My mom has a big old trunk full of costumes and dress-ups at her house, and for many of her grandchildren it has been the source of much pleasure over the years. Not everyone is so fortunate, and may be limited in their dressing-up opportunities. This is not a problem for Valencians–they know how to dress up, and they do it with class.
In various places on the web I’ve seen the typical clothing worn during las Fallas described as medieval. I guess that’s a cautionary tale about the need for internet skepticism. I’m not a fashion historian, but such an assessment is several centuries off. The dresses worn by the women are generally 18th century styles. There may be more of a range in the men’s clothing, with some folks looking aristocratic and some leaning toward the peasant-smock end of the spectrum, but whichever it is, it seems to fall in the same time period.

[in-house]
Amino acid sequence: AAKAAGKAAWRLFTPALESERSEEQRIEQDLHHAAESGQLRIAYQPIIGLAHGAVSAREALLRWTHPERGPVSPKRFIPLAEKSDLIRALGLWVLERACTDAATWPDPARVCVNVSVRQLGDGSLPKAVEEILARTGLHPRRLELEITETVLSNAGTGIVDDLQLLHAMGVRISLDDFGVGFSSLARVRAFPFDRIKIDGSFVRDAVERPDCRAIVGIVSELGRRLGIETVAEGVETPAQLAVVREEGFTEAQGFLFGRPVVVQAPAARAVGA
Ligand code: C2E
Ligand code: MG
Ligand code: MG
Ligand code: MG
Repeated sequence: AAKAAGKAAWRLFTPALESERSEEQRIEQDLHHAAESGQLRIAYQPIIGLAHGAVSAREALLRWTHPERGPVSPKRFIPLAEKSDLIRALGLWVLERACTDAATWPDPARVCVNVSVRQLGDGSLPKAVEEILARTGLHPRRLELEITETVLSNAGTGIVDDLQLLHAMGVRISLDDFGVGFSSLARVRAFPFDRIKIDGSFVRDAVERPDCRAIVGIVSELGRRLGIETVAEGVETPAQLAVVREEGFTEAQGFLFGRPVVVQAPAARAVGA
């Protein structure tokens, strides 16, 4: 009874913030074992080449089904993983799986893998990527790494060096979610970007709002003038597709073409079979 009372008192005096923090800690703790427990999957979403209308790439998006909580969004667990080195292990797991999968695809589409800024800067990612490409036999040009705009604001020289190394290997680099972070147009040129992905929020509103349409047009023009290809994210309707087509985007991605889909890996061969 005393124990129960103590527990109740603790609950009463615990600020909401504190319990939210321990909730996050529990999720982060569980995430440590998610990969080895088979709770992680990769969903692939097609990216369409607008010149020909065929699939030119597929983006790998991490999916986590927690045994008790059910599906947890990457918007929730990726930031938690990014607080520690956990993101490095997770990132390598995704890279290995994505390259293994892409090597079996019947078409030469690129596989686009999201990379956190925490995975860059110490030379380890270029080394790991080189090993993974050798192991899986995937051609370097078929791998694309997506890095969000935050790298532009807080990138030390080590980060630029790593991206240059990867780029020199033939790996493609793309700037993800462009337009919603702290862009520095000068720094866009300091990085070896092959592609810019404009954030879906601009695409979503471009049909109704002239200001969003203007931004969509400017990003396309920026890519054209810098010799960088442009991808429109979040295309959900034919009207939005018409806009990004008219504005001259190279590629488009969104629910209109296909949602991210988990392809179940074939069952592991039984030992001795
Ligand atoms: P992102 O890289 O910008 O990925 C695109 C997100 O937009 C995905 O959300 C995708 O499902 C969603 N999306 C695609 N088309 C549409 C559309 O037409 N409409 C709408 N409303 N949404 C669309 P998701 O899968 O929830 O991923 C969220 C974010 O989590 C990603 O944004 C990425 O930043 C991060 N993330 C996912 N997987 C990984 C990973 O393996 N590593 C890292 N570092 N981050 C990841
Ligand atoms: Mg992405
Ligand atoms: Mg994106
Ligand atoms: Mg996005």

Regardless of where the clothing is located on a historical timeline, this time of year it has been located on many hundreds of people, at any time of day or night over more than a week, and all over the city, not just in official parades. We’ve seen families all dressed up, with costumed parents pushing their costumed kids in strollers lined with matching brocade. And we’ve seen the hybrid falleras who have changed from their lovely dresses into jeans and hoodies, but with the classic elaborate coiffures and hair adornments (Adreç in Valencian) still meticulously in place. I imagine there’s enough hairspray involved to make them nearly invulnerable.
Costumes make everything more fun!
(All photos here taken by El Guapo. Here is a link to some great photos of young Valencians in costume that I really enjoyed.)